It’s Monday Grace!
“Sinners in the Hands of an Angry God”
That’s a famous sermon title preached with great effectiveness by Jonathan Edwards on July 8, 1741. In the sermon, Edwards said that the only reason sinners are not dropped into hell is because of the patience of God. Their actions and attitudes deserve hell, and they are objects of God’s wrath. They are already condemned. Edwards went on to describe the sinner dangling over the fiery pit of hell.
Now, this sermon, as politically incorrect as it might be today, was a call to conversion. And it worked. Even as the sermon was delivered, people were moaning and crying out to be saved. There is little doubt that God used this intense message to bring people to Him.
But why would preachers use that theme in church today? Very few “evangelical” churches are filled with unsaved people. What would you guess is the percentage of those who would admit they are unsaved in your local church? It would be very small.
Yet, some preachers really like this kind of sermon for Sunday morning. They stand up in front of their already saved congregation to “put the fear of God in them.” And their people leave in doubt and discouragement.
I remember a man telling me that he left my church (just before I arrived as pastor) because he knew he needed to feel afraid as he left church, and he wasn’t getting that. He went to another church where the preacher focused on the fear of God.
What does it mean to fear the Lord? It is a Scriptural phrase and concept, of course. The beginning of wisdom, we are told, is the fear of the Lord. So, according to the preachers, the ones who fear God the most are the most wise. They hammer the point so much that the people who hear them live in fear of connecting with God.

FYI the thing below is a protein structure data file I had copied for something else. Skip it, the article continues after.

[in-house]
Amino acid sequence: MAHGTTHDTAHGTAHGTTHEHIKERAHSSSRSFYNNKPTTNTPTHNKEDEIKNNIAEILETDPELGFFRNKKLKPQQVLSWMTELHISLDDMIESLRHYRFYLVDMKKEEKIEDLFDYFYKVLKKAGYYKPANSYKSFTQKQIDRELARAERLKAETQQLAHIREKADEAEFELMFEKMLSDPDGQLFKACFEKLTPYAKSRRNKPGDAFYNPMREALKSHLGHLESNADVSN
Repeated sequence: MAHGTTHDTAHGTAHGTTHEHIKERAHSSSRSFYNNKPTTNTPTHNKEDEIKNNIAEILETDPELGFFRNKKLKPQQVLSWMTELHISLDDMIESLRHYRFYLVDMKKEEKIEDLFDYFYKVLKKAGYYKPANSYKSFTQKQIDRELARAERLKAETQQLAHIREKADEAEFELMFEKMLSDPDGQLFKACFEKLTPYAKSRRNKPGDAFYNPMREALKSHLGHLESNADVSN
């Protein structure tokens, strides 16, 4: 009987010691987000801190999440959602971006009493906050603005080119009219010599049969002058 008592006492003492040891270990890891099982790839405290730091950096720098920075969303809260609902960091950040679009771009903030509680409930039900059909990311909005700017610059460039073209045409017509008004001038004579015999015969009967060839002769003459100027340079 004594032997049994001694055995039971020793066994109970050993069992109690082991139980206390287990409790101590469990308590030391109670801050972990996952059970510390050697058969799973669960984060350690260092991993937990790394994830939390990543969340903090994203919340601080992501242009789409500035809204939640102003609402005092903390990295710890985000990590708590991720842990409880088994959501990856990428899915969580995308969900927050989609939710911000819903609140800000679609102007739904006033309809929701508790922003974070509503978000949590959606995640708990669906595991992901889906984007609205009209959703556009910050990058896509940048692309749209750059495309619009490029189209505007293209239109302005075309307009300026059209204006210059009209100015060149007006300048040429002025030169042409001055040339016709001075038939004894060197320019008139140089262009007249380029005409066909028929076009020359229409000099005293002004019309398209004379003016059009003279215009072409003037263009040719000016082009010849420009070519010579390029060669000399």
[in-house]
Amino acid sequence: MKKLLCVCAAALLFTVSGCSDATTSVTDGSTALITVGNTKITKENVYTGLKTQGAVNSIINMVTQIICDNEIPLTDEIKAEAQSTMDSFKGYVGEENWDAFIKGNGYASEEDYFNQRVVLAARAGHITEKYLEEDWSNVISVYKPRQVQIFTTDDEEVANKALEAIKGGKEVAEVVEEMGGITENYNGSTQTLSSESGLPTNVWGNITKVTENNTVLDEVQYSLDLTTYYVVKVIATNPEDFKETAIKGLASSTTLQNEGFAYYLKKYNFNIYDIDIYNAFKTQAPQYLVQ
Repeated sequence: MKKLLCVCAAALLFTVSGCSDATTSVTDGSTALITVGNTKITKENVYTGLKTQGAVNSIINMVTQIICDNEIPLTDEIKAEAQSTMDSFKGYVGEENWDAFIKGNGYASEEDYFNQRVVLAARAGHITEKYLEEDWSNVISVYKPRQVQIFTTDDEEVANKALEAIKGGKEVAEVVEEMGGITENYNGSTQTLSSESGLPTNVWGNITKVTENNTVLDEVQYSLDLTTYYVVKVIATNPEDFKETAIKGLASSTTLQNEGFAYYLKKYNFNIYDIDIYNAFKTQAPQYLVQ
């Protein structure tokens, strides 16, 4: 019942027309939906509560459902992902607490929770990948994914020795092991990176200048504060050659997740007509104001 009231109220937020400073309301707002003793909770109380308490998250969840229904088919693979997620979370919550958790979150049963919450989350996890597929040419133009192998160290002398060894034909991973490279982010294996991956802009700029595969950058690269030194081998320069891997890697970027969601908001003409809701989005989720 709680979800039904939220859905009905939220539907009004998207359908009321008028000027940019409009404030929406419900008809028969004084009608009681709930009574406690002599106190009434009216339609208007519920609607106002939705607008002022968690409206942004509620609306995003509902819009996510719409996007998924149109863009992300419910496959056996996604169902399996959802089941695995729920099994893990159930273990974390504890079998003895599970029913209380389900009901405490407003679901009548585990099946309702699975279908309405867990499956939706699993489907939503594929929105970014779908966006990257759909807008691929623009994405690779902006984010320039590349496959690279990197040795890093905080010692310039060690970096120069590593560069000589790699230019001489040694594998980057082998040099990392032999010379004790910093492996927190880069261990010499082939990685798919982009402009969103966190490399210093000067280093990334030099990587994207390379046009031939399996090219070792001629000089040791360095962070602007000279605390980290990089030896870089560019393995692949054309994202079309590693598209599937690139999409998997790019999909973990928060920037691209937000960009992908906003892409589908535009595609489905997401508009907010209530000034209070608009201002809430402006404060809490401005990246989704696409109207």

Is that the proper goal for a pastor with his people? (Perhaps it is if he wants them to depend on him rather than the Lord. But that’s another discussion.)
No, a pastor should be leading the people to a real and active relationship with the Lord who loves them. God’s primary emotion toward His people is love, not anger or wrath. He draws them with love, warns them because of love, and comforts them in love.
Fear is meant to protect us and draw us to safety. Fear comes to us when we are in danger. That’s what it is for. Apart from the Lord there is danger. Hell is real. Consequences for sin are real. But those who have come to Jesus for safety (forgiveness and reconciliation) have no more reason to be afraid.
It is not by accident that the phrase “do not be afraid” is used so often in the Scriptures. God’s call to those He loves is always “do not be afraid.” Why? Because He wants us to know His heart. He is not angry with us. Those who come to God through Jesus have found the way of salvation and peace.
So, what does the Bible mean when it says people should “fear the Lord?” It means they should recognize the reality of God and how much they need Him. It means they should listen to His call and come to Him, take Him seriously. It means they are in danger apart from Him.
It is natural to run and hide from the things we fear. Is that what we want people to do when they think of the Lord? Is that what we want the people in churches to do? No! They should draw near to Him because of His love. But why would they draw near if they have been taught to be afraid?
“The fear of the Lord is the beginning of wisdom.” Just the beginning. Not the whole of wisdom. Yes, God is God, great and mighty. Yes, there is much to fear apart from Him. Once a person understands that and yields to the Lord, they find nothing to fear. In Him we find rest and peace. In Him we find welcome and love.